Whitehouse Chairs Hearing to Highlight Cyber Threat
Washington, DC – At a hearing held today in the Senate Judiciary Subcommittee on Crime and Terrorism, witnesses testified that cyber attacks represent a fast growing threat to national security. Subcommittee Chairman Sheldon Whitehouse (D-RI), who last year chaired the Senate Intelligence Committee’s Cyber Task Force, urged quick action to bolster America’s cyber defenses.
“These crimes hurt companies’ bottom lines, and they kill American jobs, shuttering small businesses by robbing them of their core intellectual property, making a new product line unprofitable by enabling a foreign company to reap the benefit of American research and development, or preventing the next great American company from ever bringing the next great innovation to market,” said Whitehouse. “We need to do more to defeat the massive and worsening cyber threat.”
Every year, cyber attacks inflict enormous harm on our nation’s consumers, businesses, and government agencies. This constant cyber assault has resulted in the theft of millions of Americans’ identities; the loss of billions of dollars of intellectual property; vulnerability of critical infrastructure to sabotage; and intrusions into sensitive government networks.
Witnesses at today’s hearing included Gordon Snow, Assistant Director for the Federal Bureau of Investigation’s (FBI) Cyber Division. Speaking about the potential impact of a cyber attack on American businesses, Snow said, “A small company may not be able to survive even one significant cyber attack… Often, businesses are unable to recoup their losses, and it may be impossible to estimate their damage.”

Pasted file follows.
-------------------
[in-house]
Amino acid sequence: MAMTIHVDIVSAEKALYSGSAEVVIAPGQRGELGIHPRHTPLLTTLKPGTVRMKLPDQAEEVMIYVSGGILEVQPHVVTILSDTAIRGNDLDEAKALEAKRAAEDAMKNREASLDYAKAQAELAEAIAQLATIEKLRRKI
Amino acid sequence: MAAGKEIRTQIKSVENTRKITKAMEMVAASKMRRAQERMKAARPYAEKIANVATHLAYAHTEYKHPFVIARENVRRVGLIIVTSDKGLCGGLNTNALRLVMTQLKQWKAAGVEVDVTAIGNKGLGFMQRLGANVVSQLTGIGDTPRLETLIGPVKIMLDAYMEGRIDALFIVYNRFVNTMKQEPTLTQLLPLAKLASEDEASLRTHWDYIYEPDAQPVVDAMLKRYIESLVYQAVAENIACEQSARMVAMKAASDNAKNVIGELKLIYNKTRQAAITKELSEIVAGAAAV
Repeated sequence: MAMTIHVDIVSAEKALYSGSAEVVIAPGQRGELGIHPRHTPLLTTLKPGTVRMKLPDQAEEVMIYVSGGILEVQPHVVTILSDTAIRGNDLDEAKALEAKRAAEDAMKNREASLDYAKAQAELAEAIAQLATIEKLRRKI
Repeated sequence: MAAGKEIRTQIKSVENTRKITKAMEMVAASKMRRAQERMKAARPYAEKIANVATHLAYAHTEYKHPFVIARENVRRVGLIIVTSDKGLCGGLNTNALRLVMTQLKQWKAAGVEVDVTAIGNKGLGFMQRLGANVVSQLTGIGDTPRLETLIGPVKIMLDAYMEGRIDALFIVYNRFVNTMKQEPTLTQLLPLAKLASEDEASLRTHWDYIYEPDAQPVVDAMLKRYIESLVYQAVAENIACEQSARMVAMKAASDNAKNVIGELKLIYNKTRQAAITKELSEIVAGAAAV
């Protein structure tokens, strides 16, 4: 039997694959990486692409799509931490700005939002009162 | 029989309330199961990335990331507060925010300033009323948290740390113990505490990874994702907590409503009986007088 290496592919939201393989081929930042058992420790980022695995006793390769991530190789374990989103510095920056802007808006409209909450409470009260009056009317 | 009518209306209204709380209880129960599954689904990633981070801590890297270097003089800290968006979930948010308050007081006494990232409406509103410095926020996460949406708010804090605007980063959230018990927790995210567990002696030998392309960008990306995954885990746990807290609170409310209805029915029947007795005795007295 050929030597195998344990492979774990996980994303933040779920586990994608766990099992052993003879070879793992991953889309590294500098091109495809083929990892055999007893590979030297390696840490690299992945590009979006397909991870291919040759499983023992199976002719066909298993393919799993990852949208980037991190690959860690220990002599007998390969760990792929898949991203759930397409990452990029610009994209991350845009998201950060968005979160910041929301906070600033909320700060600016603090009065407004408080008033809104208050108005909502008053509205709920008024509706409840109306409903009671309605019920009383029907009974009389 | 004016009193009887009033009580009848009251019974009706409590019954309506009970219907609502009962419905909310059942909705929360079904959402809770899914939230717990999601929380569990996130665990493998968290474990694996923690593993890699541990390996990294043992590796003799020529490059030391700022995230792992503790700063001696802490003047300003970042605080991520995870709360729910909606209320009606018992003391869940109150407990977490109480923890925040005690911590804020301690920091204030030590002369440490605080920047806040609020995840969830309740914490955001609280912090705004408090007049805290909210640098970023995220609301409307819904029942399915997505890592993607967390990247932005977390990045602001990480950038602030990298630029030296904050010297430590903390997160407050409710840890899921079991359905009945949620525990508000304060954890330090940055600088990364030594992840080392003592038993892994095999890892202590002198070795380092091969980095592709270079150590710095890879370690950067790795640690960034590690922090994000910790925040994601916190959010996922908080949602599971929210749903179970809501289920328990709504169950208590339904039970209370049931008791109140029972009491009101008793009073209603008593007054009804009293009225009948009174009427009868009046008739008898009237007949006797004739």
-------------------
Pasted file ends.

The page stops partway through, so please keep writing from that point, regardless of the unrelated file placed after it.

Also testifying at the hearing was John Savage, a computer science professor at Brown University, who expressed confidence that the cyber threat could be managed through increased deterrents and security measures. “I liken our computers to our homes. A determined attacker can easily break into them. So why aren’t most of our homes invaded more often? Apparently because the locks are good enough, the neighbors sufficiently vigilant, uniformed police officers sufficiently visible, and the punishment, if caught and convicted, sufficiently onerous to deter attackers. We need to arrive at a similar state in cyber.”
The hearing also featured testimony from Jason Weinstein, Deputy Assistant Attorney General at the United States Department of Justice Criminal Division; Pablo Martinez, Deputy Special Agent In Charge at the U.S. Secret Service’s Criminal Investigation Division, Cyber Crime Operations; Phyllis Schneck, Chief Technology Officer for McAfee, Inc.; and Stewart Baker of Steptoe & Johnson, LLP in Washington, DC.
Rhode Island has emerged as a leader in the fight against cyber threats. Just yesterday, the University of Rhode Island hosted a Cyber Security Symposium to examine the existing threats. Senator Whitehouse spoke at the symposium, along with General Keith Alexander, Director of the National Security Agency and Commander of the U.S. Cyber Command, and Congressman Jim Langevin (D-RI), a leader on cyber security in the U.S. House of Representatives, who organized the event and brought General Alexander to Rhode Island.
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